DIETING
June 29, 2020

Late Dinners Help Pack on the Pounds

Eating dinner late can raise your risk of weight gain and diabetes. It's about your metabolism.

Conventional wisdom is that weight control is all about calorie restriction, and a calorie is a calorie — it doesn’t matter when you eat it, as long as you don’t eat more calories than your body can use. But calories you eat late in the day may do much more harm than those eaten earlier, a new study suggests. Eating dinner late can mess with your metabolism, cause your body to burn less fat and increase your risk for obesity and type 2 diabetes.

In order to see what the effects of eating dinner late might be, Johns Hopkins University researchers followed 20 young adults who were not obese, did not have diabetes or sleep problems. Half of the participants were male and half were female.

The effects in someone who is already obese or has diabetes could be made worse by chronically eating late dinners.

Each person in the study was admitted to the research unit twice, three to four weeks apart. During one visit they ate dinner at the regular time (6 pm), and during the other visit they ate a late dinner (10 pm). They slept from 11 pm to 7 am. Everyone ate standardized meals, had a sleep study and also had a dual-energy X-ray absorptiometry (DEXA) scan to estimate fat mass.

On day one, they were admitted in the evening and slept there overnight. On day two, they ate four standardized meals and engaged in sedentary activities. Beginning at 5 pm, blood was drawn every hour until noon the next day. The dinner meal included palmitate, a lipid tracer, that was used to measure fat oxidation overnight. On the morning of the third day, the participants ate a standardized breakfast and left after their blood was drawn at noon.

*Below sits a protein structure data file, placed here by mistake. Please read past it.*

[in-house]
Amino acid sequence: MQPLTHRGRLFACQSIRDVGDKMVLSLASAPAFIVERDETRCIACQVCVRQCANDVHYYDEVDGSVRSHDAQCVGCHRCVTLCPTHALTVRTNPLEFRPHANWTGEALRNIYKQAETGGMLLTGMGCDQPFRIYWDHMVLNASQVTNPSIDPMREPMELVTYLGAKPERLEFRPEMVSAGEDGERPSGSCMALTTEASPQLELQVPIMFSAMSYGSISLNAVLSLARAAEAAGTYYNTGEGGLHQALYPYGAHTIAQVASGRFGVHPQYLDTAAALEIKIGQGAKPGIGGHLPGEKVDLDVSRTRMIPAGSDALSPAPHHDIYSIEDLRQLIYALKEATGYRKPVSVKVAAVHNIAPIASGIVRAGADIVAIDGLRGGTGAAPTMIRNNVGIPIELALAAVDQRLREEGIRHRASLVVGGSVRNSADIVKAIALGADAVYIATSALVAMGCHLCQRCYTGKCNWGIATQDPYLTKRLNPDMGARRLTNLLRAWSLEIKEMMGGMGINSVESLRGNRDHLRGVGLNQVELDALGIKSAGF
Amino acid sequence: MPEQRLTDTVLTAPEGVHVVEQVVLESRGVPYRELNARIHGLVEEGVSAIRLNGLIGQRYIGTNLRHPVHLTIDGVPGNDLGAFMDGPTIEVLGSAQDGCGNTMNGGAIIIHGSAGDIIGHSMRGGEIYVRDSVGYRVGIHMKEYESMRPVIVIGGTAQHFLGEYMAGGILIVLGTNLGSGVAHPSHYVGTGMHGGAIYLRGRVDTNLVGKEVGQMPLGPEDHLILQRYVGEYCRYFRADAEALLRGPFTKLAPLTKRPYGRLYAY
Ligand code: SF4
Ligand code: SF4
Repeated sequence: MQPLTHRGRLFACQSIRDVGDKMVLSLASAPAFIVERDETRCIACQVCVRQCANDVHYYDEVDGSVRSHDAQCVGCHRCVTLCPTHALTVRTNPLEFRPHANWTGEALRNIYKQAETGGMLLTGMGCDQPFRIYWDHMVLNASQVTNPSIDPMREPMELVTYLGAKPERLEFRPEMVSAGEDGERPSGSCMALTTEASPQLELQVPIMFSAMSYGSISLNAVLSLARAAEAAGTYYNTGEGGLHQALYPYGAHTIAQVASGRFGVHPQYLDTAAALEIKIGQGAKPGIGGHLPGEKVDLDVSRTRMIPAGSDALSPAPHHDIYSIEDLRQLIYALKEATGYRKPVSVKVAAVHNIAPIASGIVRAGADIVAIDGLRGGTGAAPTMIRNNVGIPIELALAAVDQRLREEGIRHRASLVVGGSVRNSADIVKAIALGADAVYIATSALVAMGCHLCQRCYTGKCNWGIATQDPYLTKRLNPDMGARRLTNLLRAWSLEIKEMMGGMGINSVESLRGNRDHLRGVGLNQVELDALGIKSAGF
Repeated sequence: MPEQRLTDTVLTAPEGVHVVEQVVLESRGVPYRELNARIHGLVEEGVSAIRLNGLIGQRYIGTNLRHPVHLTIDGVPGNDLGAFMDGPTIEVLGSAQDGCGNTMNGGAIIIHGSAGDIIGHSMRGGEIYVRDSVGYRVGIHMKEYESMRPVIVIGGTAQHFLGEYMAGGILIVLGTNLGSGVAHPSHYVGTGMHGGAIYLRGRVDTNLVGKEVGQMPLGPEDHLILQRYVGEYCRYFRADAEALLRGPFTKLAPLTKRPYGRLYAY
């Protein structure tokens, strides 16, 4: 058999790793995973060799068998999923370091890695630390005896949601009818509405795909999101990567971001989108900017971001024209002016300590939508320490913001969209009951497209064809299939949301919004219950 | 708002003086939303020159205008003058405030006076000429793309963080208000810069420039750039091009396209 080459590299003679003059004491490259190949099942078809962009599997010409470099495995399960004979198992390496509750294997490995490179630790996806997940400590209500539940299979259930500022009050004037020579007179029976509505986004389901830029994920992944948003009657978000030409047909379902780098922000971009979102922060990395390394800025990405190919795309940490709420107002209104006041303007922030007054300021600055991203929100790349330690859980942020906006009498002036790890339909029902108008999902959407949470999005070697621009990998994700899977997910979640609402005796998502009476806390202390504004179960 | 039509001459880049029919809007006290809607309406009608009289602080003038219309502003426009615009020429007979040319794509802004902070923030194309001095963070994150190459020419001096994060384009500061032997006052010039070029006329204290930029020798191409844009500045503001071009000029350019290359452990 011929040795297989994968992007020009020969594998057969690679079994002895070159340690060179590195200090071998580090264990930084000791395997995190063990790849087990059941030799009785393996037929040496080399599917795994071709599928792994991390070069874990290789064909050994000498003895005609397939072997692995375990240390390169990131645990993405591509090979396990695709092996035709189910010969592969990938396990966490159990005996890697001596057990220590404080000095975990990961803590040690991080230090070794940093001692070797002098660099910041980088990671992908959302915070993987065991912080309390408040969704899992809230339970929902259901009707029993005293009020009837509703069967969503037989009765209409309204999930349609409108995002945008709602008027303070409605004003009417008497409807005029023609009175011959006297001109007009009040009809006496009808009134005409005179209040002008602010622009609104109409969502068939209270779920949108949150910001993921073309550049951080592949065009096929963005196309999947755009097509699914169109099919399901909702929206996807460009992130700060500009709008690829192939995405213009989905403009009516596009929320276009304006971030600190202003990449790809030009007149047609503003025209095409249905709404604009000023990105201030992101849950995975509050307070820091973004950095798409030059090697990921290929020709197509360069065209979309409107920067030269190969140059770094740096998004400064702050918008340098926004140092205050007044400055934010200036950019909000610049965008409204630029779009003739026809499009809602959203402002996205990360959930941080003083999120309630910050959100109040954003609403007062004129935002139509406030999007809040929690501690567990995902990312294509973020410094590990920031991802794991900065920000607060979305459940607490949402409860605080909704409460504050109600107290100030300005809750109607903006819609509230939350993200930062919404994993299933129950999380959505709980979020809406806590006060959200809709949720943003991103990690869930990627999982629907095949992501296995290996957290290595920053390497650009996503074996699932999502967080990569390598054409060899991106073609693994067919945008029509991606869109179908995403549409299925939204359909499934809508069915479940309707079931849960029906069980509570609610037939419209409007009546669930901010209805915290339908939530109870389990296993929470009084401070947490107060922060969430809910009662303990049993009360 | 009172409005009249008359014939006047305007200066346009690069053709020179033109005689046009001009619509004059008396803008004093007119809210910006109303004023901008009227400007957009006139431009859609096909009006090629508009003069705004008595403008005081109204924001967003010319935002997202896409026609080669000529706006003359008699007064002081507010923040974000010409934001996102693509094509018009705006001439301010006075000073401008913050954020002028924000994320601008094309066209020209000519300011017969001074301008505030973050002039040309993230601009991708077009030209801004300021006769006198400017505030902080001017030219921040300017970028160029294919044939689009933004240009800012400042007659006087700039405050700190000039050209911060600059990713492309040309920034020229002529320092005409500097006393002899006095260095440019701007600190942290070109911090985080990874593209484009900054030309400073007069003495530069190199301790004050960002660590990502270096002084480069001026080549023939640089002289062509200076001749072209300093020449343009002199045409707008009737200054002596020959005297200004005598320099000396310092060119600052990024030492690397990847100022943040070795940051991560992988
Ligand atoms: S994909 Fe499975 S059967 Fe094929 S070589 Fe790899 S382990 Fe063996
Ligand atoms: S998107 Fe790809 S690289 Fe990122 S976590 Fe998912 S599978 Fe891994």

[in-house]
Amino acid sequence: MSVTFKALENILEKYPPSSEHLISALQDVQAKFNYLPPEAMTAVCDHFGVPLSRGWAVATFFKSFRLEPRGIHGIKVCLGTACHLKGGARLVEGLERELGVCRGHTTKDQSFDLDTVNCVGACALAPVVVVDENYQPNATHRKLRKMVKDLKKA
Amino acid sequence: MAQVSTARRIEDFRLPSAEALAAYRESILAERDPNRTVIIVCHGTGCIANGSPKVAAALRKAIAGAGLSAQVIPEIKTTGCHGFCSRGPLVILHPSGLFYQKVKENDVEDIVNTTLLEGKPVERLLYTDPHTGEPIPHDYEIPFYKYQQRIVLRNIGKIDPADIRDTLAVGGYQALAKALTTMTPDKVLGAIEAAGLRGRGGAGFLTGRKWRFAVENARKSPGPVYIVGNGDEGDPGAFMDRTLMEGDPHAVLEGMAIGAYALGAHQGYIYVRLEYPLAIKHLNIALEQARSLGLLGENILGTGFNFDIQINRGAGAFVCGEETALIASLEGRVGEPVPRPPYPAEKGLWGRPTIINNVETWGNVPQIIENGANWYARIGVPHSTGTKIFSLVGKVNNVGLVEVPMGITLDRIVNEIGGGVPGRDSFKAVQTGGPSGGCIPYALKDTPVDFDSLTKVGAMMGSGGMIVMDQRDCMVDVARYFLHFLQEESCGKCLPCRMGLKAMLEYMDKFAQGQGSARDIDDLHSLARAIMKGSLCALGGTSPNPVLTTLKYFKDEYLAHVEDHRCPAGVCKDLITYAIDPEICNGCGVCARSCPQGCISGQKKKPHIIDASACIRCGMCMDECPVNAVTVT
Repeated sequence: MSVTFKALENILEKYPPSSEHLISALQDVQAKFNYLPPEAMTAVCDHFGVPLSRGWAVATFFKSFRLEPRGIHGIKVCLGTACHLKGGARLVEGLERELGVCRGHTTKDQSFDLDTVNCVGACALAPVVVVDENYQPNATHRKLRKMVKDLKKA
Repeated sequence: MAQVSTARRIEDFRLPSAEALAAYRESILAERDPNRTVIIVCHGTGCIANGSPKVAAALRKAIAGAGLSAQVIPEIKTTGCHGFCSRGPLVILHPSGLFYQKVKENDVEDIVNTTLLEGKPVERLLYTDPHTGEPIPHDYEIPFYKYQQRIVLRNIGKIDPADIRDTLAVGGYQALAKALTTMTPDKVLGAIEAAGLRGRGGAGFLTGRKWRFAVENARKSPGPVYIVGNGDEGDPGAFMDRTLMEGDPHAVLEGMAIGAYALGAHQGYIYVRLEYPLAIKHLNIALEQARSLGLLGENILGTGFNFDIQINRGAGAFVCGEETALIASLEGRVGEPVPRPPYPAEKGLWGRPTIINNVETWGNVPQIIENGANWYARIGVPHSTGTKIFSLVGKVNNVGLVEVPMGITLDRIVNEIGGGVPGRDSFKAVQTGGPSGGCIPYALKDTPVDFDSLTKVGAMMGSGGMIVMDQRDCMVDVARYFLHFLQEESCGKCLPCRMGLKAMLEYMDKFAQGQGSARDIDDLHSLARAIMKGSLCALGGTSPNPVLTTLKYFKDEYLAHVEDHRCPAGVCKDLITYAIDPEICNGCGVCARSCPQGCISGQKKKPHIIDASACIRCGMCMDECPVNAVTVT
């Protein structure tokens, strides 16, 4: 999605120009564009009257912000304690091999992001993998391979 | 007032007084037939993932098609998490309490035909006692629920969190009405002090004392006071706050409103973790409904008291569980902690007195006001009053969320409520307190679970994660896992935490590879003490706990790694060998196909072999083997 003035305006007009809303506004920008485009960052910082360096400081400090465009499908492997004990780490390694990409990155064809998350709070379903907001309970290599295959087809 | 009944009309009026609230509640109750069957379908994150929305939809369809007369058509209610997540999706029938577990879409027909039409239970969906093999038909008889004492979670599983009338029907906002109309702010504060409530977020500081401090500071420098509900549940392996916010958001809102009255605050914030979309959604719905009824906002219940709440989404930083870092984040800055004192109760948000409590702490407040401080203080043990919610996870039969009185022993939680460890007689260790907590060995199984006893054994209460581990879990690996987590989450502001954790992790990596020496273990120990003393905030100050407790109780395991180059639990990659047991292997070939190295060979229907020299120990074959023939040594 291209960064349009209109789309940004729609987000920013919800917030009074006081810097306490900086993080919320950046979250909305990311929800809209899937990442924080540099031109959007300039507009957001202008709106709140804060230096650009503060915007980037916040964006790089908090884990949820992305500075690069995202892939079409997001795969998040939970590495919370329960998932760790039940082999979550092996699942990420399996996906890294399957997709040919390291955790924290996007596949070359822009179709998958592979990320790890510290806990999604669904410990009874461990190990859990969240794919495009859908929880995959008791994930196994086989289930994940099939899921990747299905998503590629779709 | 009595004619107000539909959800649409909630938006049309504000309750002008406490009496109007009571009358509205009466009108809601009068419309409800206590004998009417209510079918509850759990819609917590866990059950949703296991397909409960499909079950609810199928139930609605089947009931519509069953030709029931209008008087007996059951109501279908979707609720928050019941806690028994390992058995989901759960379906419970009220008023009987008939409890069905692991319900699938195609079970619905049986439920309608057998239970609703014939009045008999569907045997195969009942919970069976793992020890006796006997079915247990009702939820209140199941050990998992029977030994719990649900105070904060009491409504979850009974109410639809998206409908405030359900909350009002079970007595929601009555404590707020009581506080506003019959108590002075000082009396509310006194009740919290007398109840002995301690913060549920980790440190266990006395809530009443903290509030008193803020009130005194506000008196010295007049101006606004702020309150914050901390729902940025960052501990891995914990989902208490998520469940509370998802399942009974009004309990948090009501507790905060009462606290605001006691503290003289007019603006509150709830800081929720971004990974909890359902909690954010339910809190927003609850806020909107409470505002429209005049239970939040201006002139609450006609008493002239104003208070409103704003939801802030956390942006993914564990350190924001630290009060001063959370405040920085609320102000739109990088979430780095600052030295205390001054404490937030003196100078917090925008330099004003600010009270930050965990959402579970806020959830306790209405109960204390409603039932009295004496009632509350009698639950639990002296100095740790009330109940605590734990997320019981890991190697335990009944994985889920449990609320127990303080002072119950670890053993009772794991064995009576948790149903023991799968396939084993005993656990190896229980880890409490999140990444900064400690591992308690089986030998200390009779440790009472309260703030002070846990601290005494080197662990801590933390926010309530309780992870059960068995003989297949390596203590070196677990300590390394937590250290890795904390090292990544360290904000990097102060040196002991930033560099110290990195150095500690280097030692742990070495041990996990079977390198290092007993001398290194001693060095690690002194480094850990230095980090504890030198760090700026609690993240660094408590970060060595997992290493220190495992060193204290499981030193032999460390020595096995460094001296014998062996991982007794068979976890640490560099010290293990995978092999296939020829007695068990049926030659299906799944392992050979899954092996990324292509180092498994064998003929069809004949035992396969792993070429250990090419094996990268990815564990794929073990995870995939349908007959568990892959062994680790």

The Johns Hopkins Medicine team found that when people ate later, they had higher spikes in blood sugar, slower fat breakdown and even increased cortisol, a stress hormone that is believed to be a factor in promoting weight gain. Those who normally went to bed early — closer to 11, rather than 1 — experienced an even bigger impact from eating late.

An occasional late dinner is not a problem, but if late dinners are your norm, this study suggests that the metabolic effects could eventually lead to weight gain or diabetes. The effects in someone who is already obese or has diabetes could be made worse by chronically eating late dinners.

Do yourself a favor and aim to eat dinner at a reasonable hour, say by 8 pm or at least two to three hours before you go to bed. It’s an easy way to possibly avoid weight gain and metabolic problems like diabetes.

The study was published in the Journal of Clinical Endocrinology & Metabolism.

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